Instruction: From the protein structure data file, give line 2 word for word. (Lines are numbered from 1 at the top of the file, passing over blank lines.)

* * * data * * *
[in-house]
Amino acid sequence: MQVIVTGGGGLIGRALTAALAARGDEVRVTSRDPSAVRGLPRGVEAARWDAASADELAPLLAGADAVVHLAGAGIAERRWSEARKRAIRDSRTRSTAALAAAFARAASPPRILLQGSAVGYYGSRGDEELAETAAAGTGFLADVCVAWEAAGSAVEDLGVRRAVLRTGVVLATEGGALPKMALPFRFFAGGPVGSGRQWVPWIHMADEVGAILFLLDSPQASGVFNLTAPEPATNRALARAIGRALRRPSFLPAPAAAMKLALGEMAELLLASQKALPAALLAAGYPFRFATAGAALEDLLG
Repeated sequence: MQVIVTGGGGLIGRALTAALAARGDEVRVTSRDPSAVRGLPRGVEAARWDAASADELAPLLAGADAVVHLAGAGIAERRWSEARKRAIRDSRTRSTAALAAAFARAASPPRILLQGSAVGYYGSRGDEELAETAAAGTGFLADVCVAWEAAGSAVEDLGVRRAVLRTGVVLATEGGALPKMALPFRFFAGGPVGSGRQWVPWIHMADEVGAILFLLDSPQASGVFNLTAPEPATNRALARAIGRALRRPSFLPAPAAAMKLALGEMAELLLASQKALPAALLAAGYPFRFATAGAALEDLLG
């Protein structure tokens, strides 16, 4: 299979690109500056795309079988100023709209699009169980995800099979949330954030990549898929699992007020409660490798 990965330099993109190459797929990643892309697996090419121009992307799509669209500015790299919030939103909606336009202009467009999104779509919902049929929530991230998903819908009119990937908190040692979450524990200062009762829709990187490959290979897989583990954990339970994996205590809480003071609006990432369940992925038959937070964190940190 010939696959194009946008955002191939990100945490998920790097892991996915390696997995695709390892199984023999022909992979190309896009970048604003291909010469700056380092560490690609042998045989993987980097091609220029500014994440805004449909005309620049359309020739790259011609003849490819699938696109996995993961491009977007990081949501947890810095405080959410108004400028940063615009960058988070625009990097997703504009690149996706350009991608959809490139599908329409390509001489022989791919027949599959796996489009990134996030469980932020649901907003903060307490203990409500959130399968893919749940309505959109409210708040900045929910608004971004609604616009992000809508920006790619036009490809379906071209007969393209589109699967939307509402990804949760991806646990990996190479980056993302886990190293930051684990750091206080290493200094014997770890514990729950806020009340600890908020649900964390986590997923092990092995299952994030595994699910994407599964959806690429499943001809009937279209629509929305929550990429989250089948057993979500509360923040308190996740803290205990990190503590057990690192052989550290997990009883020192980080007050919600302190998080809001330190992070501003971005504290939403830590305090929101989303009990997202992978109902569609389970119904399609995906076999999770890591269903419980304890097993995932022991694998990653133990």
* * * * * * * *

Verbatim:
Amino acid sequence: MQVIVTGGGGLIGRALTAALAARGDEVRVTSRDPSAVRGLPRGVEAARWDAASADELAPLLAGADAVVHLAGAGIAERRWSEARKRAIRDSRTRSTAALAAAFARAASPPRILLQGSAVGYYGSRGDEELAETAAAGTGFLADVCVAWEAAGSAVEDLGVRRAVLRTGVVLATEGGALPKMALPFRFFAGGPVGSGRQWVPWIHMADEVGAILFLLDSPQASGVFNLTAPEPATNRALARAIGRALRRPSFLPAPAAAMKLALGEMAELLLASQKALPAALLAAGYPFRFATAGAALEDLLG